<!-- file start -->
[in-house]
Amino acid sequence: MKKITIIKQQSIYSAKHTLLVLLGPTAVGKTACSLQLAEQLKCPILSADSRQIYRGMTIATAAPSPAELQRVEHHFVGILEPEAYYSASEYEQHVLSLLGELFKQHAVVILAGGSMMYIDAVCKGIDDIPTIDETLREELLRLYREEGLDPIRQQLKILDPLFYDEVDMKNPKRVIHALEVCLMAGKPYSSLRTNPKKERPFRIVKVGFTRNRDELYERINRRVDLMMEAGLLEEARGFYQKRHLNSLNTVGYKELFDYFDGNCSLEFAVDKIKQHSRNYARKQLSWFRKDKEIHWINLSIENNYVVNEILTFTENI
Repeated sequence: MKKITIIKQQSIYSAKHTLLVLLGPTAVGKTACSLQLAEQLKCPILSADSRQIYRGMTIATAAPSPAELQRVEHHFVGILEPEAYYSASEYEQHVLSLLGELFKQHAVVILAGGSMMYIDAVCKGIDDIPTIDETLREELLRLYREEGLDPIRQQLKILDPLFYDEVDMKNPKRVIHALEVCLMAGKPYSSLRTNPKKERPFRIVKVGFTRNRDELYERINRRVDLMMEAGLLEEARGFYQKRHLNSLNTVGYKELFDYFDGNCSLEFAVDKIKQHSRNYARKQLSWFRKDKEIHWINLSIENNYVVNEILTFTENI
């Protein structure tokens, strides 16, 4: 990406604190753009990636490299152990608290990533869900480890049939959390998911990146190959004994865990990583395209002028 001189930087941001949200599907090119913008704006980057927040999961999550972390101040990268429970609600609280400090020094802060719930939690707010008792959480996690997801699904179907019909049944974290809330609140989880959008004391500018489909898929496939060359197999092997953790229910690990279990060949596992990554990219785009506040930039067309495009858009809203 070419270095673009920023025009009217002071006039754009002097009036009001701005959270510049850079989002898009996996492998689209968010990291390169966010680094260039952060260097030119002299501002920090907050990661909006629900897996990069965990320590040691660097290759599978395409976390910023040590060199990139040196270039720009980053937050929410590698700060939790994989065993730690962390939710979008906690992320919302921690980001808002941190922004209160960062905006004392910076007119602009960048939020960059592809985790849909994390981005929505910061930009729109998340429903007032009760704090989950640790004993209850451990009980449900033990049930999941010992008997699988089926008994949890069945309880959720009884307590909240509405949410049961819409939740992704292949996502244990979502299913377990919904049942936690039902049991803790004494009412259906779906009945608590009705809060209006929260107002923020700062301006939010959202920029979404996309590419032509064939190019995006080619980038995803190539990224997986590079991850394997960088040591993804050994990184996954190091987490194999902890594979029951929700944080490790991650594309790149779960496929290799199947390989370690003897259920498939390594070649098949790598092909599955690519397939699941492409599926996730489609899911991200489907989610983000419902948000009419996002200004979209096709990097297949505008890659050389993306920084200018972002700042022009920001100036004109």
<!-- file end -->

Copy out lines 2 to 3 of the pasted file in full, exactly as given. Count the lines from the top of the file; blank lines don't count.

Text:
Amino acid sequence: MKKITIIKQQSIYSAKHTLLVLLGPTAVGKTACSLQLAEQLKCPILSADSRQIYRGMTIATAAPSPAELQRVEHHFVGILEPEAYYSASEYEQHVLSLLGELFKQHAVVILAGGSMMYIDAVCKGIDDIPTIDETLREELLRLYREEGLDPIRQQLKILDPLFYDEVDMKNPKRVIHALEVCLMAGKPYSSLRTNPKKERPFRIVKVGFTRNRDELYERINRRVDLMMEAGLLEEARGFYQKRHLNSLNTVGYKELFDYFDGNCSLEFAVDKIKQHSRNYARKQLSWFRKDKEIHWINLSIENNYVVNEILTFTENI
Repeated sequence: MKKITIIKQQSIYSAKHTLLVLLGPTAVGKTACSLQLAEQLKCPILSADSRQIYRGMTIATAAPSPAELQRVEHHFVGILEPEAYYSASEYEQHVLSLLGELFKQHAVVILAGGSMMYIDAVCKGIDDIPTIDETLREELLRLYREEGLDPIRQQLKILDPLFYDEVDMKNPKRVIHALEVCLMAGKPYSSLRTNPKKERPFRIVKVGFTRNRDELYERINRRVDLMMEAGLLEEARGFYQKRHLNSLNTVGYKELFDYFDGNCSLEFAVDKIKQHSRNYARKQLSWFRKDKEIHWINLSIENNYVVNEILTFTENI